Dorset Council finishes financial year in healthier position than expected – but there are concerns for the future

DORSET Council ended the last financial year in a better position than expected – although there is concern about the costs of rising inflation on this year’s budget. 

A report to Cabinet says that the authority finished the year almost as planned, despite warnings of potential overspends. 

However, the figures for many areas mask an underlying problem – that of unfilled vacancies and the difficulty in recruiting in a low-wage, high-cost county. 

Some of the underspends reported for the year are because services could not be provided due to staff shortages, although other reasons feature as well. 

Dorset Travel topped the list in total terms for overspending – by £1.56million, largely caused by increased costs in getting children with health and additional educational needs to and from school, or other placements. 

One of the other big overspending departments during the year was planning, which was £967,000 above its budget. 

The report to councillors says: “The planning service has experienced a number of financial issues in 2021/22 including unachieved savings, shortfalls against income targets and difficulties with recruitment resulting in high agency (outside staff) costs.” 

One of the best performing departments is waste, which ended the year £2.5million better off mainly because of higher prices being paid for recycled materials.

Although £824,000 overspent, the children’s services end of year figure is said to be positive for a demand-led directorate although 1.15% beyond the predicted out-turn.  

Also highlighted is an underspend of £1.38million for in-house fostering, although this is largely due to be unable to recruit enough foster carers despite on-going campaigns and an increasing number of Dorset foster parents now being at, or beyond, normal retirement age.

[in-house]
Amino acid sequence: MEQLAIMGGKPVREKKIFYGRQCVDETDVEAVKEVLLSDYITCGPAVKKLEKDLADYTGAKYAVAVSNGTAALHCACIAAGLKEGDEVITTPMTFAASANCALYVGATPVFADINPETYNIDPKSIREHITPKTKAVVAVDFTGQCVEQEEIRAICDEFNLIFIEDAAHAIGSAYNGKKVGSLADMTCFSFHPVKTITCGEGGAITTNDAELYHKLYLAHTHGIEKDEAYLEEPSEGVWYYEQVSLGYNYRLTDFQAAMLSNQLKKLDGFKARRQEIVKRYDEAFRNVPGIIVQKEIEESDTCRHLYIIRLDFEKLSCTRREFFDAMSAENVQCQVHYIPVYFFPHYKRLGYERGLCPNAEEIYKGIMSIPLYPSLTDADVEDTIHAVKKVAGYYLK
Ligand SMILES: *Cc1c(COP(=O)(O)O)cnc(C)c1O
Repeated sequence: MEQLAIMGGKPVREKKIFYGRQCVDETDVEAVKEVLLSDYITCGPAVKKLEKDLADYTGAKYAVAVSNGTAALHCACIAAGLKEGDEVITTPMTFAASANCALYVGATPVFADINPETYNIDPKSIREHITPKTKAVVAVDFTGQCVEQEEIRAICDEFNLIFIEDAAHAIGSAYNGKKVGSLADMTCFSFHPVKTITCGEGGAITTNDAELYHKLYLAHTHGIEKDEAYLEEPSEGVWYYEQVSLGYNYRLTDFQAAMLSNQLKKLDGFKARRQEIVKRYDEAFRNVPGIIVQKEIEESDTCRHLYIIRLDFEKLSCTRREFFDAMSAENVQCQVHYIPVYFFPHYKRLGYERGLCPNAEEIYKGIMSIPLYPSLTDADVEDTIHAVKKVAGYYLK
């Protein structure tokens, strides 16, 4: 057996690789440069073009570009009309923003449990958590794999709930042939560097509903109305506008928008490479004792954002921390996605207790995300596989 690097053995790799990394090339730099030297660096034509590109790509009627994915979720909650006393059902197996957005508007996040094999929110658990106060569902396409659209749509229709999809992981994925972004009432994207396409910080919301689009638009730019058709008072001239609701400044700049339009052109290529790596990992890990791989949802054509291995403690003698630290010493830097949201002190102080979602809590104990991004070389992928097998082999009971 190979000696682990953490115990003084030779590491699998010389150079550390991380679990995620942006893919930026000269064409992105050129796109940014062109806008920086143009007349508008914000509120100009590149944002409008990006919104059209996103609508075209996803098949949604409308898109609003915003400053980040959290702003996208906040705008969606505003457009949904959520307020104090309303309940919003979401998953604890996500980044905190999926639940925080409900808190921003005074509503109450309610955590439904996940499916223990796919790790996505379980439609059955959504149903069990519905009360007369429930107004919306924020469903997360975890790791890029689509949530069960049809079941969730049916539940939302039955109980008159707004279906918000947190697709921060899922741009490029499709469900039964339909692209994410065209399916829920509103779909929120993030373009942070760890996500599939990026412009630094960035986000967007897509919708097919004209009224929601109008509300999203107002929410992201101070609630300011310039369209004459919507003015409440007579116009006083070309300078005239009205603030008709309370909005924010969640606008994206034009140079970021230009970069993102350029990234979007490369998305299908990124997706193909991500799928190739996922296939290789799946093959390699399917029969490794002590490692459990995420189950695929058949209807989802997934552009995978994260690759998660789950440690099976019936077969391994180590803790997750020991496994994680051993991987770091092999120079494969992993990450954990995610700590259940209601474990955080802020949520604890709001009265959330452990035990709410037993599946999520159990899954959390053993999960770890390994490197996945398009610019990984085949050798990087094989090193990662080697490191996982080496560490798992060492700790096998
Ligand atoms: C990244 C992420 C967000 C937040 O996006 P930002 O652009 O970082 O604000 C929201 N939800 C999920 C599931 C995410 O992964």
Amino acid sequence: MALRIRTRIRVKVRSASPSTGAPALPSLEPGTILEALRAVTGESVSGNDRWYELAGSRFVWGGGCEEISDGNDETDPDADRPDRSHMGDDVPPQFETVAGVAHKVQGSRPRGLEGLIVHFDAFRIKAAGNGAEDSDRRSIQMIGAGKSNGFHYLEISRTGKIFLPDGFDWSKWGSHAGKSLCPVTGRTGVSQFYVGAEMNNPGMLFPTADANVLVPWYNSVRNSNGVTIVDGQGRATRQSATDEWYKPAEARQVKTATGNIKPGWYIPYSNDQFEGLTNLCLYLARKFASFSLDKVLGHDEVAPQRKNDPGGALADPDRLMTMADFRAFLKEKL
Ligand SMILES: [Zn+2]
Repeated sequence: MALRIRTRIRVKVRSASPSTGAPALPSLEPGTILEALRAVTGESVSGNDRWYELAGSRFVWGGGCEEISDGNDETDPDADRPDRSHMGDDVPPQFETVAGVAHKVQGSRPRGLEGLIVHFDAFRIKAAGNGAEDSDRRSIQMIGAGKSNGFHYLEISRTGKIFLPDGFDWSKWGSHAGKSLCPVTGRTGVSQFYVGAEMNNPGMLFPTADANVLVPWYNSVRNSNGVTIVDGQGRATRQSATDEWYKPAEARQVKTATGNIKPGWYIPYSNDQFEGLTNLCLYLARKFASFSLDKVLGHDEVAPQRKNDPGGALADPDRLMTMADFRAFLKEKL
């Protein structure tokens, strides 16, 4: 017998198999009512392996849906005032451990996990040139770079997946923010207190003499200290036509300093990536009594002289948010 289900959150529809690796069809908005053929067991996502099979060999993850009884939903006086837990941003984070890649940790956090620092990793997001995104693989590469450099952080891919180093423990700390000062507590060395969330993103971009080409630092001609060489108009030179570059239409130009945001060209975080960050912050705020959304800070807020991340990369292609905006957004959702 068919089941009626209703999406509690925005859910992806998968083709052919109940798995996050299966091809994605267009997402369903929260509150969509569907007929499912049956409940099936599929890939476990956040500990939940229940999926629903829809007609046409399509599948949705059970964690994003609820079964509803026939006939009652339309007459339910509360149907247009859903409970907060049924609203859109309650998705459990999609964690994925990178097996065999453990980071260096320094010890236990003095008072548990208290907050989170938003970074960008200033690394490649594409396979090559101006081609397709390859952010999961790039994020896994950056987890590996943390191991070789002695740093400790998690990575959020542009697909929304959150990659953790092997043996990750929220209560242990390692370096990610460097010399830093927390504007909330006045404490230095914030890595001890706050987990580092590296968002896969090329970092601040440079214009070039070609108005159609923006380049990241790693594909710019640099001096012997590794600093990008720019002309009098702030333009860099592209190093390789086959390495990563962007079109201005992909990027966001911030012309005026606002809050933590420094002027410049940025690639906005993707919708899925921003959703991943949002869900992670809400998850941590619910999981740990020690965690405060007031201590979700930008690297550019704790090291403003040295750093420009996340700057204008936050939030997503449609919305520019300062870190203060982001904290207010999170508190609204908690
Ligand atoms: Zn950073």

For adult service and housing the overspend at the end of the financial year is shown as £2.2million – less than two per cent of the overall budget, although there has been a disproportionate increase in care package payments as more people develop complex needs and as a result of COVID-19. 

Despite this the report says there was an underspend of just over £1million on the adult care budget – largely attributed to unfilled vacancies across the directorate, particularly within locality and specialist teams. 

A further £600,000 underspend is reported on commissioning, largely attributed to unfilled staff vacancies. 

Housing was overspent by almost £300,000 mainly caused by bad debts. 

Also underspending was public health services where £706,000 not used from the £25m annual shared budget (with BCP council) will be added to reserves. 

Other underspending departments include customer services, archives and libraries collectively ending the year £487,000 underspent;  corporate development £480,000; legal and democratic £324,000; environment and wellbeing £224,000; community and public protection £82,000. 

Smaller underspends, below £15,000 in each case, were reported for human resources, digital and change, ICT and the chief executive’s office. 

Executive director for corporate development Aidan Dunn said that although the year, generally, ended well there could be trouble ahead with inflation still rising.

“The medium term continues to be of concern. 2021/22 concluded in a much better financial position than had been anticipated, and despite the short-term risk being downgraded from high to medium in the budget strategy paper, since then, inflationary pressures have been building in the economy and the council will need to manage this as effectively as possible,” he commented.

By Local Democracy Reporter Trevor Bevins

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